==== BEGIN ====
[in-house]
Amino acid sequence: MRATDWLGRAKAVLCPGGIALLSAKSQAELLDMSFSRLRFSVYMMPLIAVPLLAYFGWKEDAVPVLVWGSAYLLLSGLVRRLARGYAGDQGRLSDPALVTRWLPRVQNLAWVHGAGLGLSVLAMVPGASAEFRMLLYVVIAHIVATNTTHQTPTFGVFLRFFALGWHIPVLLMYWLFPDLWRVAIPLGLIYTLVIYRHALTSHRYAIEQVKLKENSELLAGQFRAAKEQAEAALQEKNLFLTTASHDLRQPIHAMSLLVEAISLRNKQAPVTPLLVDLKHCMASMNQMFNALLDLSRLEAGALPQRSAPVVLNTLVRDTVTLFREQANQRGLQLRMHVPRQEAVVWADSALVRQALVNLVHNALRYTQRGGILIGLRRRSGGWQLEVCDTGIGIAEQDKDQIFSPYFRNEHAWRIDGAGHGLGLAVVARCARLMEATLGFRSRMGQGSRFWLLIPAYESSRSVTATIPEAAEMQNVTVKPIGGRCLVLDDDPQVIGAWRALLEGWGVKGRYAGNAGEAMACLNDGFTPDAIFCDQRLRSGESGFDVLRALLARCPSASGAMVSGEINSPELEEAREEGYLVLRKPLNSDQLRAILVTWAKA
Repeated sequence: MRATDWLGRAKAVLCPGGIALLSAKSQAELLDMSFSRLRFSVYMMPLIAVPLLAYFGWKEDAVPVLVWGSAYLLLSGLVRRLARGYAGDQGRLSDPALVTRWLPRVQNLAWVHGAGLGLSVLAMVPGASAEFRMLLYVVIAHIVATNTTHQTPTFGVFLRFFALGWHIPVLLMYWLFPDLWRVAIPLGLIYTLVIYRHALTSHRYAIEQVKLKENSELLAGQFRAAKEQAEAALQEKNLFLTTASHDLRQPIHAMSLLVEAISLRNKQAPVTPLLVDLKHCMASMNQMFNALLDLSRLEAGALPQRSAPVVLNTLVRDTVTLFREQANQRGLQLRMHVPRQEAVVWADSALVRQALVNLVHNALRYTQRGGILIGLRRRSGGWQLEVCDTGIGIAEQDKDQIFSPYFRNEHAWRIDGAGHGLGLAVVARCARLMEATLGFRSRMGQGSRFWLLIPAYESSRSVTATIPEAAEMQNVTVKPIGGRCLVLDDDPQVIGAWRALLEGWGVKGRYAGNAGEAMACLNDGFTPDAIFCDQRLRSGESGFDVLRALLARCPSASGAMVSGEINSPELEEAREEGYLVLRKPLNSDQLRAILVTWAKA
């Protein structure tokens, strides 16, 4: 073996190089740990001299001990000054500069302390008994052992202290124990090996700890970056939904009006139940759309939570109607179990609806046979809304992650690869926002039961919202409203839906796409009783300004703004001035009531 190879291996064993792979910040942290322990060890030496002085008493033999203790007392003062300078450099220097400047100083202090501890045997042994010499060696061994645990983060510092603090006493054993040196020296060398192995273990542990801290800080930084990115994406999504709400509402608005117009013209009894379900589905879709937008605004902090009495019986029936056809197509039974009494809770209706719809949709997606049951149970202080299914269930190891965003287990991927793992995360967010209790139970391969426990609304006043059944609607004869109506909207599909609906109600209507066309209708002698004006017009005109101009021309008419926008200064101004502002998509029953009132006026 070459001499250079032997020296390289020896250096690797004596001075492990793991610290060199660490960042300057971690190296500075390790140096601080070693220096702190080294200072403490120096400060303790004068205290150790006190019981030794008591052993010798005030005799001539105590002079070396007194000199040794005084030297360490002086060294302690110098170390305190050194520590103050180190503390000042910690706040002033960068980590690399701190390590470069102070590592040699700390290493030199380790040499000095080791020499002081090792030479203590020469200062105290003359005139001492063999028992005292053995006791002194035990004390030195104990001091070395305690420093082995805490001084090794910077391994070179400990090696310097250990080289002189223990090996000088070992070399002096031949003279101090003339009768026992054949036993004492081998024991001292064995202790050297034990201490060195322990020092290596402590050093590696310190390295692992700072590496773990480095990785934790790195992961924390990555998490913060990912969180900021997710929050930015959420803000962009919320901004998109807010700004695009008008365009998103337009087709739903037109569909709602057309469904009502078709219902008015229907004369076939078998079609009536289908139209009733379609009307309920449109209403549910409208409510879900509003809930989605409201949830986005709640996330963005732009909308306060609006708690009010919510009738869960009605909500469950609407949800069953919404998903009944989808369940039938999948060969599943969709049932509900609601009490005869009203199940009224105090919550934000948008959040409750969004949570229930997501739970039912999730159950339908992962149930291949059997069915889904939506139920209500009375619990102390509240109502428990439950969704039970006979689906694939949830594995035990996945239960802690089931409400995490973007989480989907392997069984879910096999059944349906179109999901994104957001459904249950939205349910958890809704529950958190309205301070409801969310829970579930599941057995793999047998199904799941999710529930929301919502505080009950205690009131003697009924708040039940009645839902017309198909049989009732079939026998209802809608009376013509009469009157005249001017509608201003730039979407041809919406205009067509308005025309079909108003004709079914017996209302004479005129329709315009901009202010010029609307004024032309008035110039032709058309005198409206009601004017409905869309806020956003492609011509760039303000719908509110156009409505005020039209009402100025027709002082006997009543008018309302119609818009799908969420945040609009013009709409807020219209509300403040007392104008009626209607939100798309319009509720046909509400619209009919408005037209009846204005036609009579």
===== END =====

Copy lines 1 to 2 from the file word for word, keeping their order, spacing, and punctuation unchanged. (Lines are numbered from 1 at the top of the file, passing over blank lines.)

[in-house]
Amino acid sequence: MRATDWLGRAKAVLCPGGIALLSAKSQAELLDMSFSRLRFSVYMMPLIAVPLLAYFGWKEDAVPVLVWGSAYLLLSGLVRRLARGYAGDQGRLSDPALVTRWLPRVQNLAWVHGAGLGLSVLAMVPGASAEFRMLLYVVIAHIVATNTTHQTPTFGVFLRFFALGWHIPVLLMYWLFPDLWRVAIPLGLIYTLVIYRHALTSHRYAIEQVKLKENSELLAGQFRAAKEQAEAALQEKNLFLTTASHDLRQPIHAMSLLVEAISLRNKQAPVTPLLVDLKHCMASMNQMFNALLDLSRLEAGALPQRSAPVVLNTLVRDTVTLFREQANQRGLQLRMHVPRQEAVVWADSALVRQALVNLVHNALRYTQRGGILIGLRRRSGGWQLEVCDTGIGIAEQDKDQIFSPYFRNEHAWRIDGAGHGLGLAVVARCARLMEATLGFRSRMGQGSRFWLLIPAYESSRSVTATIPEAAEMQNVTVKPIGGRCLVLDDDPQVIGAWRALLEGWGVKGRYAGNAGEAMACLNDGFTPDAIFCDQRLRSGESGFDVLRALLARCPSASGAMVSGEINSPELEEAREEGYLVLRKPLNSDQLRAILVTWAKA